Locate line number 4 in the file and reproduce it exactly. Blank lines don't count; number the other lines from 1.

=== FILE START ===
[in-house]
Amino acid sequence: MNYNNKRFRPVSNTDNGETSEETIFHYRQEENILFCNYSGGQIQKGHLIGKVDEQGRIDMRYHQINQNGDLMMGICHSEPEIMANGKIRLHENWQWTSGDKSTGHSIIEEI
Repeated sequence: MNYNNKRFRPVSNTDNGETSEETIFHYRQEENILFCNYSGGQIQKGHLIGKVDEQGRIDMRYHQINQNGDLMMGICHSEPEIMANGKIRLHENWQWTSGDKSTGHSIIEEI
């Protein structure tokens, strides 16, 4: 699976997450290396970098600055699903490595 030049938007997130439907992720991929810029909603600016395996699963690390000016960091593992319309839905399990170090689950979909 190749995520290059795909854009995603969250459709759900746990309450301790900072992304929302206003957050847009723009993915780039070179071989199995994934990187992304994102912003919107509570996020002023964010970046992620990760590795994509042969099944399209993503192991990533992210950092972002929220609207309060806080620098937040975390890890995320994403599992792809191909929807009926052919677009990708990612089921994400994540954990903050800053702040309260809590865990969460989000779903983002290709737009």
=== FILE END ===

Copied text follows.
């Protein structure tokens, strides 16, 4: 699976997450290396970098600055699903490595 030049938007997130439907992720991929810029909603600016395996699963690390000016960091593992319309839905399990170090689950979909 190749995520290059795909854009995603969250459709759900746990309450301790900072992304929302206003957050847009723009993915780039070179071989199995994934990187992304994102912003919107509570996020002023964010970046992620990760590795994509042969099944399209993503192991990533992210950092972002929220609207309060806080620098937040975390890890995320994403599992792809191909929807009926052919677009990708990612089921994400994540954990903050800053702040309260809590865990969460989000779903983002290709737009």